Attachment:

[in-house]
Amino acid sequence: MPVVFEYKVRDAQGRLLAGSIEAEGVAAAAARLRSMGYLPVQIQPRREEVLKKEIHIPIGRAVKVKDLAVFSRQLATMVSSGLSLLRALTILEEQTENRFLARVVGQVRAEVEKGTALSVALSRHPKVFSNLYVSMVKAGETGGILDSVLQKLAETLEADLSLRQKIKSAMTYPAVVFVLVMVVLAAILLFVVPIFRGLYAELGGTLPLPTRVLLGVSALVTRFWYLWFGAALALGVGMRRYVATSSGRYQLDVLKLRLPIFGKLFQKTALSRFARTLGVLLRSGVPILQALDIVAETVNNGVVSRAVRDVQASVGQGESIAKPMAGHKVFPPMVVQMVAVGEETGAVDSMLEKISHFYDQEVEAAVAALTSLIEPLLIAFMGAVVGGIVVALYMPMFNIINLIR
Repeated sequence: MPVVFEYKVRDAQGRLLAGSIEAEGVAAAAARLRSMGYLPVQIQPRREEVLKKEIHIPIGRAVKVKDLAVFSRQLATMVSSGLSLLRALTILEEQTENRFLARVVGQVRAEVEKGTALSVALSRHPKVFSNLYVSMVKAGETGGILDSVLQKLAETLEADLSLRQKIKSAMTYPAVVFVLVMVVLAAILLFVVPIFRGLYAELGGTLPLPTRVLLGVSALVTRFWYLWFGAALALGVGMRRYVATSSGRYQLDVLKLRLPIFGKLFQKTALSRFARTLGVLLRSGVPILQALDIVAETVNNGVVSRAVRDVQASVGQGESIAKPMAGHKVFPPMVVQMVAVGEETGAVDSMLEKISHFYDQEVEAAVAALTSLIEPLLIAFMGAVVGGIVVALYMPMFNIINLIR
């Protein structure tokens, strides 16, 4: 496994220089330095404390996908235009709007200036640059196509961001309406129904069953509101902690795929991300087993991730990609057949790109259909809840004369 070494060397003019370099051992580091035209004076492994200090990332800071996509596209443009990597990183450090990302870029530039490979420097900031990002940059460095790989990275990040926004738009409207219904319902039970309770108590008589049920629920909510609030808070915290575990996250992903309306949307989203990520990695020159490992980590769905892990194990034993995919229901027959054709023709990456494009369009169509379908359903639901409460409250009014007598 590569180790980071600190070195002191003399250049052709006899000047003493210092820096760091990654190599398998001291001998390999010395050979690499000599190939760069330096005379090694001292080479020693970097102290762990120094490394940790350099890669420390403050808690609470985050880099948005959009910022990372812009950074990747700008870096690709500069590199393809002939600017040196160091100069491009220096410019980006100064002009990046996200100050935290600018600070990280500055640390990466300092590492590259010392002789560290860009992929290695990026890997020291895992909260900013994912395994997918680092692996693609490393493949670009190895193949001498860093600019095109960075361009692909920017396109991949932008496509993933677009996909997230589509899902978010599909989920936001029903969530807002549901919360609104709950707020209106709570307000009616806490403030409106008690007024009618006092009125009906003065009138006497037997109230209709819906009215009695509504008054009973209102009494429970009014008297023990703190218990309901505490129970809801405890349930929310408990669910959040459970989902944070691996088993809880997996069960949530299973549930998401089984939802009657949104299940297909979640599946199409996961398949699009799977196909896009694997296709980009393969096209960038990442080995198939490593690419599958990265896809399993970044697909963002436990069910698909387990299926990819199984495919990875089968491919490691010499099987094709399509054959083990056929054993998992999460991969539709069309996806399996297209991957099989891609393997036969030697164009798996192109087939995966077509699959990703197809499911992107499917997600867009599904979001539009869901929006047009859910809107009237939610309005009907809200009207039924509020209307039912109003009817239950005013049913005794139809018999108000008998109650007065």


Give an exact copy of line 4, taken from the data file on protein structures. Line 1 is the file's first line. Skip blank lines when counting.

């Protein structure tokens, strides 16, 4: 496994220089330095404390996908235009709007200036640059196509961001309406129904069953509101902690795929991300087993991730990609057949790109259909809840004369 070494060397003019370099051992580091035209004076492994200090990332800071996509596209443009990597990183450090990302870029530039490979420097900031990002940059460095790989990275990040926004738009409207219904319902039970309770108590008589049920629920909510609030808070915290575990996250992903309306949307989203990520990695020159490992980590769905892990194990034993995919229901027959054709023709990456494009369009169509379908359903639901409460409250009014007598 590569180790980071600190070195002191003399250049052709006899000047003493210092820096760091990654190599398998001291001998390999010395050979690499000599190939760069330096005379090694001292080479020693970097102290762990120094490394940790350099890669420390403050808690609470985050880099948005959009910022990372812009950074990747700008870096690709500069590199393809002939600017040196160091100069491009220096410019980006100064002009990046996200100050935290600018600070990280500055640390990466300092590492590259010392002789560290860009992929290695990026890997020291895992909260900013994912395994997918680092692996693609490393493949670009190895193949001498860093600019095109960075361009692909920017396109991949932008496509993933677009996909997230589509899902978010599909989920936001029903969530807002549901919360609104709950707020209106709570307000009616806490403030409106008690007024009618006092009125009906003065009138006497037997109230209709819906009215009695509504008054009973209102009494429970009014008297023990703190218990309901505490129970809801405890349930929310408990669910959040459970989902944070691996088993809880997996069960949530299973549930998401089984939802009657949104299940297909979640599946199409996961398949699009799977196909896009694997296709980009393969096209960038990442080995198939490593690419599958990265896809399993970044697909963002436990069910698909387990299926990819199984495919990875089968491919490691010499099987094709399509054959083990056929054993998992999460991969539709069309996806399996297209991957099989891609393997036969030697164009798996192109087939995966077509699959990703197809499911992107499917997600867009599904979001539009869901929006047009859910809107009237939610309005009907809200009207039924509020209307039912109003009817239950005013049913005794139809018999108000008998109650007065």